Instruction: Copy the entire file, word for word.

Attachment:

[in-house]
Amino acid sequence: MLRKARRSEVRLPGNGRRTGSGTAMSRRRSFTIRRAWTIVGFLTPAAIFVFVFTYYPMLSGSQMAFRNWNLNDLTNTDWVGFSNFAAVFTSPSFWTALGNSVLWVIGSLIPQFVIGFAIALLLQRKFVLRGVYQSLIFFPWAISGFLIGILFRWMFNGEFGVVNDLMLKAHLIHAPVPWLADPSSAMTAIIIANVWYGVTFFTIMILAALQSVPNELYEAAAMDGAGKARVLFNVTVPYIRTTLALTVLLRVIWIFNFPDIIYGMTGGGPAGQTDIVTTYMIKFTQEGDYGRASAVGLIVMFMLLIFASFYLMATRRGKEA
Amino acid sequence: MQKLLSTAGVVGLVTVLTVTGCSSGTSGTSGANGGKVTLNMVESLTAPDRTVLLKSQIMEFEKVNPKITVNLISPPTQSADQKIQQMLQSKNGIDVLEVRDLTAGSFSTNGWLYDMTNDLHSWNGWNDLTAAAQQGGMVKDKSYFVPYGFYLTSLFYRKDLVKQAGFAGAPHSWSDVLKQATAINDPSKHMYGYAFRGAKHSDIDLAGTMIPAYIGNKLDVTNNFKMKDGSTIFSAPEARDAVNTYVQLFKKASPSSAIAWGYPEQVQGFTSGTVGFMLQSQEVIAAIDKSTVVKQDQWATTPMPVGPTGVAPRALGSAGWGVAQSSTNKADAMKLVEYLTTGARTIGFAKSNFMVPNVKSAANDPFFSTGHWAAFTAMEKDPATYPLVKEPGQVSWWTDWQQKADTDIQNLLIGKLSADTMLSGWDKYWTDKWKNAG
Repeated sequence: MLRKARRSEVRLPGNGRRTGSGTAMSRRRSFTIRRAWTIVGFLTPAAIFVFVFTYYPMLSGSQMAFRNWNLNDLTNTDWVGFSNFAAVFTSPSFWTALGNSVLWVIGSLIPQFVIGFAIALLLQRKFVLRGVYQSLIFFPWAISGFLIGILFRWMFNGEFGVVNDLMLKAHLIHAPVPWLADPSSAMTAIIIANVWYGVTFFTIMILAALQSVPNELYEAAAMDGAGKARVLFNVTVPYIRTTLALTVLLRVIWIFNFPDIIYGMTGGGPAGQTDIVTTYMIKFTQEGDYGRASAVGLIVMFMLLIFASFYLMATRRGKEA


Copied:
[in-house]
Amino acid sequence: MLRKARRSEVRLPGNGRRTGSGTAMSRRRSFTIRRAWTIVGFLTPAAIFVFVFTYYPMLSGSQMAFRNWNLNDLTNTDWVGFSNFAAVFTSPSFWTALGNSVLWVIGSLIPQFVIGFAIALLLQRKFVLRGVYQSLIFFPWAISGFLIGILFRWMFNGEFGVVNDLMLKAHLIHAPVPWLADPSSAMTAIIIANVWYGVTFFTIMILAALQSVPNELYEAAAMDGAGKARVLFNVTVPYIRTTLALTVLLRVIWIFNFPDIIYGMTGGGPAGQTDIVTTYMIKFTQEGDYGRASAVGLIVMFMLLIFASFYLMATRRGKEA
Amino acid sequence: MQKLLSTAGVVGLVTVLTVTGCSSGTSGTSGANGGKVTLNMVESLTAPDRTVLLKSQIMEFEKVNPKITVNLISPPTQSADQKIQQMLQSKNGIDVLEVRDLTAGSFSTNGWLYDMTNDLHSWNGWNDLTAAAQQGGMVKDKSYFVPYGFYLTSLFYRKDLVKQAGFAGAPHSWSDVLKQATAINDPSKHMYGYAFRGAKHSDIDLAGTMIPAYIGNKLDVTNNFKMKDGSTIFSAPEARDAVNTYVQLFKKASPSSAIAWGYPEQVQGFTSGTVGFMLQSQEVIAAIDKSTVVKQDQWATTPMPVGPTGVAPRALGSAGWGVAQSSTNKADAMKLVEYLTTGARTIGFAKSNFMVPNVKSAANDPFFSTGHWAAFTAMEKDPATYPLVKEPGQVSWWTDWQQKADTDIQNLLIGKLSADTMLSGWDKYWTDKWKNAG
Repeated sequence: MLRKARRSEVRLPGNGRRTGSGTAMSRRRSFTIRRAWTIVGFLTPAAIFVFVFTYYPMLSGSQMAFRNWNLNDLTNTDWVGFSNFAAVFTSPSFWTALGNSVLWVIGSLIPQFVIGFAIALLLQRKFVLRGVYQSLIFFPWAISGFLIGILFRWMFNGEFGVVNDLMLKAHLIHAPVPWLADPSSAMTAIIIANVWYGVTFFTIMILAALQSVPNELYEAAAMDGAGKARVLFNVTVPYIRTTLALTVLLRVIWIFNFPDIIYGMTGGGPAGQTDIVTTYMIKFTQEGDYGRASAVGLIVMFMLLIFASFYLMATRRGKEA